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‘Tis the Season to Notice Retail Design (Or Not)

“Is that gingerbread I smell?”

Happy holidays to you and yours! Better late than never, right? I planned to blog earlier this month but realized this post may be considered a buzz kill for some folks (me included). I openly admit to liking the distinct sense of occasion the holiday season brings. But “The Holidays” seem to arrive earlier and earlier every year… and I doubt I’m the only one to attribute this perception to the actions many retailers take in placing seasonal products, signs, symbols, and scents in consumers’ paths a full month and a half before the end of December.

Now that it’s the end of the month, I feel more comfortable pointing out that we’re meant to notice these tactics. It’s no surprise that most retail environments are designed to influence what shoppers see, hear, smell, and feel in order to impact spending choices. Did limited-time red and white take-away coffee cups cheerfully affect you this year? Or perhaps the jolly tunes playing in your favourite store made you smile? Maybe a yummy gingerbread smell at the mall made you forget about your budget?

Nodding your head? Here’s part of the reason why:

Retailers use environmental cues known as atmospherics to affect how consumers feel and, consequently, how much they spend (El Sayed, Farrag, & Belk, 2003; Turley & Milliman, 2000). I’ve alluded to what some of these cues are: lighting, music, store location, scent, and so on. Researchers have known for many years that physical and sensory attributes that evoke emotions (preferably pleasure) will have an impact on shopping behaviour (see Donovan & Rossiter, 1982). For example, people walk more slowly through supermarkets (and buy more) when the music played has a slower tempo (Milliman, 1982). The volume of music can affect shoppers’ pace, too. I’ve always thought these relations would be interesting to study when the season calls for holiday music in retail environments. Even though many traditional tunes are slow and sentimental, those played in stores and malls seem to be modern, upbeat, and loud versions of the classics. So, if store layouts are not designed to handle density well (and an increase in density is inevitable during December), holiday songs may benefit retailers by unobtrusively stimulating consumer mood, spending, and pace.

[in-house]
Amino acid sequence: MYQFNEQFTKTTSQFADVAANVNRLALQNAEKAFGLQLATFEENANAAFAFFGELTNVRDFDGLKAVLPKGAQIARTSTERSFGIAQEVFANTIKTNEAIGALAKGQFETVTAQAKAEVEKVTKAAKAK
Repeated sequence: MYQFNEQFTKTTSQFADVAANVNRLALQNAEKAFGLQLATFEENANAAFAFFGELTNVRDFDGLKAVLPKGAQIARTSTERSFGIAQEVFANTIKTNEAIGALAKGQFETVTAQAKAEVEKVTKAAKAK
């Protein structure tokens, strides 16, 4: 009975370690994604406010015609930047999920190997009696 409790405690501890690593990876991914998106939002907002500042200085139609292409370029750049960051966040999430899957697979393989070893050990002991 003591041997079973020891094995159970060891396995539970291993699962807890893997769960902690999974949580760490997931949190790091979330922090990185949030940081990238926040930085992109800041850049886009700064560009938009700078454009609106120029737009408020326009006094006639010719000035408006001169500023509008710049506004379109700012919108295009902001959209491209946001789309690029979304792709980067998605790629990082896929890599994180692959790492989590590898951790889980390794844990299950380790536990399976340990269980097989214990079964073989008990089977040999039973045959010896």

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Encouraging people to move quickly through a retail setting using music seems a novel way to avoid overcrowding and any consequent impact on shoppers’ perceptions and cognitions about the store (Machleit, Eroglu, & Mantel, 2000). But this seems a little counterintuitive to me, because the faster I shop, the less mindful I feel about what I’m buying and why I’m buying it. Thus, even if I didn’t feel crowded, I would still experience some degree of stress as a consumer. Either way, I would still purchase intended items so the outcome for the retailer would be the same, regardless of the source of my stress. Hmm.